Inserted in my daily reading of exciting macroeconomic publications is this new buzzword; you know, “macroprudential policy?” I mean, nothing says buzzword like seven or eight syllables—I think it’s eight…
Anyway, this new buzzword is everywhere, and I love it. I love it mostly because it’s just a great way to say, “we still don’t know, but we know more than you!”
Economics is a science that isn’t a science. We have a really hard time testing what works and what doesn’t. How can you test what works and what doesn’t when you can’t have a perfect control?
Well…you can’t test it perfectly. That’s why this quote is so famous:
An economist is an expert who will know tomorrow why the things he predicted yesterday didn’t happen today. – Laurence J. Peter
It’s true, isn’t it? When economists say that they have new macroprudential policy measures, they’re telling us that they have new solutions gleaned from yesterday’s problems.
Drawing Circles with Straight Lines
Economics is, in a lot of ways, like attempting to draw a circle with straight lines. Can it be done? No. It obviously can’t. I could give you 8 straight lines and you’d give me a hexagon; I could give you 16 and you’d give me a 16-gon.
Each way along the line we get closer to what is a circle but we’ll never really get there. This process of adding more straight lines is, explained with some goofy mathy word thing, the way we try to compute pi down to the very last digit.
It’s also similar to the whole “.9 repeating = 1” thing. If 1/3 is .3 repeating, and 3x.3 repeating = .9 repeating, then why does 3/3 (three-thirds) equal 1? It’s all kind of silly, really—where did that .000000000000000000001 go that we couldn’t find?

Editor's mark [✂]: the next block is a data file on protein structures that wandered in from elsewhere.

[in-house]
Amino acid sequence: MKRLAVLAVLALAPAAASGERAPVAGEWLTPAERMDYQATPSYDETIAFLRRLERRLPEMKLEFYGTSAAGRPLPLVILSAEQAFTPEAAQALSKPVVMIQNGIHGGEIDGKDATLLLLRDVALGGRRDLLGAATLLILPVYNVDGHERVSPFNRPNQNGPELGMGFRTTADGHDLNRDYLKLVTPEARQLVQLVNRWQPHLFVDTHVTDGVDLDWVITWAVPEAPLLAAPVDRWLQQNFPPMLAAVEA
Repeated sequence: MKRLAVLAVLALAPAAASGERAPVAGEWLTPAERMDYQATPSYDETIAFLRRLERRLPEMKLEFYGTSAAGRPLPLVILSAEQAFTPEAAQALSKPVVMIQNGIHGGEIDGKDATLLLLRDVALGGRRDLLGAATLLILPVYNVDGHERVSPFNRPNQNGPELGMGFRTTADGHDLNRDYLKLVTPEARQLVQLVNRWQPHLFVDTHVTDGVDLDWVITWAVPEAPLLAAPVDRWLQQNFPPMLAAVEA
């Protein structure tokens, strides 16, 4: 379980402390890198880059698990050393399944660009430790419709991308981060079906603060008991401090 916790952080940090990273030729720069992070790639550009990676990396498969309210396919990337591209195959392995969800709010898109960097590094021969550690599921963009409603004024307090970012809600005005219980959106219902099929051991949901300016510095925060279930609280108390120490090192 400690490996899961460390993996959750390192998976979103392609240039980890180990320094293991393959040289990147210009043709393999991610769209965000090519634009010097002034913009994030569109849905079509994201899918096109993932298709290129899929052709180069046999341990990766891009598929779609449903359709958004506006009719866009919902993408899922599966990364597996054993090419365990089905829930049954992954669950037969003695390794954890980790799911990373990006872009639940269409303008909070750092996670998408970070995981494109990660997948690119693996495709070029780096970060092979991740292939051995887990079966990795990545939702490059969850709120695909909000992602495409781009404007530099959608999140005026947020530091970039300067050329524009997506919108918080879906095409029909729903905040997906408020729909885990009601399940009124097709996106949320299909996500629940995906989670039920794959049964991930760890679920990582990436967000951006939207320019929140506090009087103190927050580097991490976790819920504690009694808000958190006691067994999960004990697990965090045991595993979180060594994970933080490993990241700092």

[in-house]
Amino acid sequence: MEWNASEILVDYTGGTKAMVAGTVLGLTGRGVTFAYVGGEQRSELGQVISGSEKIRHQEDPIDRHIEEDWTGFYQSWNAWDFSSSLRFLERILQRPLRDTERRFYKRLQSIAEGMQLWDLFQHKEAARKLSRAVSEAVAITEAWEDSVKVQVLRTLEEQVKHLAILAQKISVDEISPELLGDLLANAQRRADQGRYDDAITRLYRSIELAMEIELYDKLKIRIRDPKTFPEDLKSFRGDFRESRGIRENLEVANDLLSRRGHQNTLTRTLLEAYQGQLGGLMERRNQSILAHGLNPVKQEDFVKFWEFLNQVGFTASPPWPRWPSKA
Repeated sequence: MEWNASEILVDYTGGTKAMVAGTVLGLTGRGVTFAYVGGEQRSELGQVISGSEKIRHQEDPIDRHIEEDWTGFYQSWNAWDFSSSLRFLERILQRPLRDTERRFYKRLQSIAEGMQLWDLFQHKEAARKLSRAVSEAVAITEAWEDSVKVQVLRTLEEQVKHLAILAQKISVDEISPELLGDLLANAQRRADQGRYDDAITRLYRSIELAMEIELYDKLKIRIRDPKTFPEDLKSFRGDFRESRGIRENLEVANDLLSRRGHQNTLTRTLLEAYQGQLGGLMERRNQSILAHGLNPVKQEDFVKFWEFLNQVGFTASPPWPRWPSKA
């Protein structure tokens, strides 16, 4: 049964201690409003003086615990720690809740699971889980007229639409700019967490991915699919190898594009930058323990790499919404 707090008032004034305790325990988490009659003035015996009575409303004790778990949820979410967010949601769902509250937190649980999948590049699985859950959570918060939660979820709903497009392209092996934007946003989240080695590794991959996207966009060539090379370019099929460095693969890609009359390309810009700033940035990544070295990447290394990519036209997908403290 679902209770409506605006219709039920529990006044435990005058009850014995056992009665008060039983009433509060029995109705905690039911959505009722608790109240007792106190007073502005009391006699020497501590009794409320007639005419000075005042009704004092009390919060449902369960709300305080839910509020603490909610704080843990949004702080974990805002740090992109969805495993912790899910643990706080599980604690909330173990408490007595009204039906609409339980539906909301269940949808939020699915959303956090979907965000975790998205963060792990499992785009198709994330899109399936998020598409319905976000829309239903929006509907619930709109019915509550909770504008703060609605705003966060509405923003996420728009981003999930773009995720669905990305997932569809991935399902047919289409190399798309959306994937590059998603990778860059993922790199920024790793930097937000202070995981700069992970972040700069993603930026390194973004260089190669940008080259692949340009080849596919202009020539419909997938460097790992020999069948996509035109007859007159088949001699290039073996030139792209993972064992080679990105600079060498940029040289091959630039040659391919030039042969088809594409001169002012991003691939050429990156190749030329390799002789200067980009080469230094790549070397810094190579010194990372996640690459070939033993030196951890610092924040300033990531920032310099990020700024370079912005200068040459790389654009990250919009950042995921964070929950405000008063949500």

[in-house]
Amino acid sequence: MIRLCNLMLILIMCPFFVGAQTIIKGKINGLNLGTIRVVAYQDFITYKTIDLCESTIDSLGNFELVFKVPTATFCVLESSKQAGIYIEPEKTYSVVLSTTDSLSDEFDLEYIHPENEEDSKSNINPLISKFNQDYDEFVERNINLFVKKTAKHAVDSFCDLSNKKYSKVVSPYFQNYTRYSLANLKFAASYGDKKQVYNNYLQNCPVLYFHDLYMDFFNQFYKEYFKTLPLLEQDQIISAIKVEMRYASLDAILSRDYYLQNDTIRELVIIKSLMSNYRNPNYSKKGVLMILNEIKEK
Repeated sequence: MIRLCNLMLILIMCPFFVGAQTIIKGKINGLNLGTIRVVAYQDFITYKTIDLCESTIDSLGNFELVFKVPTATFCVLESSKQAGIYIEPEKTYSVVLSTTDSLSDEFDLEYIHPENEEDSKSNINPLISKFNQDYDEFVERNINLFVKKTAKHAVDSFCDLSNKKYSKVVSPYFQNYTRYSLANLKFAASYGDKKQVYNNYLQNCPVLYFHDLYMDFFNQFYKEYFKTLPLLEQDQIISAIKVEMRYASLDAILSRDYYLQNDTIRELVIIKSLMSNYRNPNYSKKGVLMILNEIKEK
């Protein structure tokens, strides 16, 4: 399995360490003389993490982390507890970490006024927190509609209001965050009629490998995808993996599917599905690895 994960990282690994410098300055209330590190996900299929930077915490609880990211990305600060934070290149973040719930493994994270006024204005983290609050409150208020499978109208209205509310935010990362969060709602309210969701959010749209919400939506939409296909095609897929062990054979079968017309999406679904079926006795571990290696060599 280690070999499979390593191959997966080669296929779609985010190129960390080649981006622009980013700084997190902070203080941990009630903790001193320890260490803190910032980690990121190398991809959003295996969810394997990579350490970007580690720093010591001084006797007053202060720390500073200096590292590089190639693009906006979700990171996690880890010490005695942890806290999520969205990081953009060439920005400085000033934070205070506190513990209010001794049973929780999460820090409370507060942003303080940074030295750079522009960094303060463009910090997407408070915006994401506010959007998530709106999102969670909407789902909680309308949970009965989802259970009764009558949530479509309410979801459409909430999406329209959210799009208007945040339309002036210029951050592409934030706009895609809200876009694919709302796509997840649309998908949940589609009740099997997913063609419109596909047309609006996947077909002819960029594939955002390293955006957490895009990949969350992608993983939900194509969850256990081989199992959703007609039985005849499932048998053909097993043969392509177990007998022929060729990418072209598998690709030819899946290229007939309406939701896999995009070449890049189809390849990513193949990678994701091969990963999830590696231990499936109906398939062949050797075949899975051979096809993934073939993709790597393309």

More realistic, let’s use the analogy with a needle, since sharp objects should help me get to the point (haha, pun!) of this article. Needles are super sharp, but even at the very end of them, they are still flat. We obviously cannot make a needle that is pointy all the way to the tip—it’s just impossible.
These examples are all theoretical, but when we craft them into the operating system of our existence—the economic institutions that shape human behavior and action—they become vastly tangible.
Every single financial crisis is due the reality that we can’t make a circle of straight lines just like we can’t find an end to pi, even though we’ve found a practical end to it.
LTCM had perfect arbitrage, it thought, in arbitraging short-term borrowing costs with long-term debt. Theoretically, in an efficient market, the difference between bonds set to mature in 30 years should be the same as a bond set to mature in 29.75 years. So LTCM would borrow in the short-term, effectively hedge out the difference in yields, and rely on the markets to revert to efficiency, at which point it would exit its position for a huge profit. (They were earning 40% per year with leverage—killin’ it!)
Of course, LTCM = Asian Financial Crisis.
Leverage comes at a cost to everyone. Interjecting another analogy, we could make one car faster than another by lowering it closer to the ground. If we lowered it by one inch compared to our competitor, we’d kick the crap out of the other car. Eventually, the back and forth of our efficient racecar market would produce two cars that are 1” above the ground. 99% of the time, the road is clear, but in the race for the fastest car we’d eventually hit a speed bump. The car would crash, catch on fire, and burn all for that extra .001mph.
New Macroprudential Policy
We’re smarter now!
To make a long story short, inflation is running rampant in the emerging markets, mostly due to the advanced economies fuelling their bubble. I covered this in a post about 2011-2012 capital flows.
The traditional tool of monetary policy, the interest rate, is no longer effective. Since the world sees a 0-.25% rate for US dollar carry as a weak dollar policy (it is) the world is borrowing in the US and lending in emerging markets. For the emerging markets to tackle high inflation, they’ll have to use macroprudential policies, since raising interest rates domestically would only bring in more international capital.
This is why China is so adamant about using reserve requirements, as rate hikes (they’ve recently gone to rate hikes out of pure necessity) only make borrowing in US Dollars and lending in Chinese Renminbi sexier to carry traders. Reserve requirements have historically been the untouchable lever of monetary policy. Now they’re rebranded as macroprudential tools to out-think the markets.
There you have it! Macroprudential policy…you’ve now a new friendly buzzword to throw around in casual conversation.